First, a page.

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Science  30 Sep 2005:
Vol. 309, Issue 5744, pp. 2177
DOI: 10.1126/science.309.5744.2177



New Students, New Study Show Kinetic City's Expanding Impact

When blizzards and record snowfall threatened to paralyze the Boston area last winter, it would have been easy for kids to spend their Saturdays warm at home, watching TV. But at one Roxbury neighborhood center, the phones would ring with calls from worried kids or parents who hoped that their Kinetic City club would meet in spite of the weather.

Bob Hirshon with several happy members of the Kinetic City after-school science club.

For Adreenne Law Hampton, the center's youth director, their excitement was just one sign that AAAS's after-school science club was special. Now a new report offers further proof: Not only does Kinetic City improve science understanding in 2nd- through 5th-grade students, but it improves reading and writing skills, too.

Local Kinetic City organizers “knew they were getting a science program that children loved, that was interesting and entertaining and fun,” said Shirley Malcom, head of Education and Human Resources at AAAS. “What they didn't know was that it also supported their reading and writing… It's a matter of stealth learning.”

As students return to school this fall, new clubs are opening in Texas, Tennessee, Florida, West Virginia, and Washington, D.C. More than 30 new clubs are set to open in Louisiana, most funded by the state's Department of Education, though the start could be delayed in the aftermath of Hurricane Katrina. In all, Kinetic City now counts about 130 clubs in 30 states and the District of Columbia.

Developed with major funding from the National Science Foundation's Informal Science Education Program, Kinetic City debuted in 1994 as a children's radio drama. Two years later it won a Peabody Award.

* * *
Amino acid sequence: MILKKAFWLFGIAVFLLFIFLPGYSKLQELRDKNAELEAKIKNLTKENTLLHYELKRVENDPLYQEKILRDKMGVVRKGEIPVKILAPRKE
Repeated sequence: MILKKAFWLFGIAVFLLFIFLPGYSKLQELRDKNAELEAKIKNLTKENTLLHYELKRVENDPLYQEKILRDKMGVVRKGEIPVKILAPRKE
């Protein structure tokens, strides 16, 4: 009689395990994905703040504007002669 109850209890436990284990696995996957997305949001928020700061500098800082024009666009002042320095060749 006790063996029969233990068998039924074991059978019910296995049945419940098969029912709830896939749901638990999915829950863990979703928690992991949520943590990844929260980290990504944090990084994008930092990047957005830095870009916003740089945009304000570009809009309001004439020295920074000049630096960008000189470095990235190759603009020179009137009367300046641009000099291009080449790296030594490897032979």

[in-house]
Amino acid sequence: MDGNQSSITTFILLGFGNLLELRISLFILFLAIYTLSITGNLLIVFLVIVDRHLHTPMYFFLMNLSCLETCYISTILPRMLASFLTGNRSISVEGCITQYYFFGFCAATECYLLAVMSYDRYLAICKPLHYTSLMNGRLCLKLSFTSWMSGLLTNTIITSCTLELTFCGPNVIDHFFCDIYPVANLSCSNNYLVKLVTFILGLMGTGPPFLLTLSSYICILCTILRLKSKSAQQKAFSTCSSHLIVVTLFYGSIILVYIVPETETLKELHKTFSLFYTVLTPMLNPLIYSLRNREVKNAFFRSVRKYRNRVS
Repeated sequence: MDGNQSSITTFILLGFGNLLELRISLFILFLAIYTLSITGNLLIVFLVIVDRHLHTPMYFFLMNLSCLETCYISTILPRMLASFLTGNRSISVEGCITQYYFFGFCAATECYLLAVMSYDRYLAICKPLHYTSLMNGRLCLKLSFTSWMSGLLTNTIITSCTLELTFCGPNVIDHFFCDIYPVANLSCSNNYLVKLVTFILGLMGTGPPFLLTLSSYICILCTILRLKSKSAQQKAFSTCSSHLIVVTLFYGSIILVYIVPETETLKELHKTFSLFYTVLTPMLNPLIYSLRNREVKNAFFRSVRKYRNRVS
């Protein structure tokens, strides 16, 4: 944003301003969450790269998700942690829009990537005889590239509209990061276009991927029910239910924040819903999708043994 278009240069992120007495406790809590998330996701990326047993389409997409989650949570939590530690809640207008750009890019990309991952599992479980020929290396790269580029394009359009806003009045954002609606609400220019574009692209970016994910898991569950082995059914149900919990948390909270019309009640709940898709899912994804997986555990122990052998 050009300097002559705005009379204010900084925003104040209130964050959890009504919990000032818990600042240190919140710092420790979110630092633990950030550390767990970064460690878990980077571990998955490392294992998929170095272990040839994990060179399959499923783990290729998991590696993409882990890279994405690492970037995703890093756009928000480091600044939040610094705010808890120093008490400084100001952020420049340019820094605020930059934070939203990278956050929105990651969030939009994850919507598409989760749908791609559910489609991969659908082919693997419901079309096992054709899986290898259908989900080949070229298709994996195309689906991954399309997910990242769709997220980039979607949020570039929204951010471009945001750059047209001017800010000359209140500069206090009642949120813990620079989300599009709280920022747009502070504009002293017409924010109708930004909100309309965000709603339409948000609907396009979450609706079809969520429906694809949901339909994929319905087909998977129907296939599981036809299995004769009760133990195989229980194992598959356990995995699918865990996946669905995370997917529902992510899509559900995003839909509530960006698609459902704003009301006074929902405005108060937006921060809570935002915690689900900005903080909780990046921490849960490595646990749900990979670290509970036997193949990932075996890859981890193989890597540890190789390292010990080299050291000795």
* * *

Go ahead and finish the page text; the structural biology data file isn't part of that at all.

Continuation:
The old shows are still aired on satellite radio and some local stations, but Kinetic City today is geared more to informal after-school classroom settings and to the Internet. The guiding principle is that science, when taught through hands-on exercises, online games, creative writing, art, and physical education, is fun.

Students join the Super Crew—Keisha, Curtis, Megan, and Max—in a battle to save planet Vearth from a relentless virus known as Deep Delete. By teaming up to learn new science, they battle Deep Delete. The Kinetic City program has 16 missions, each with 2 weeks of activities, covering such subjects as planetary science, the human body, forces that shape the earth, and evolution.

The materials are based on the AAAS Project 2061 Benchmarks for Science Literacy. The clubs meet once or twice a week, after school or on Saturdays during the school year.

The report by EduMetrics, of Leesburg, Virginia, studied 92 children in Washington, D.C., schools. The students were required to read a challenging passage about the rain-forest; then, pretending to be a creature who lived there, they had to write a letter to a desert-dwelling creature. The letter had to show that they understood the passage.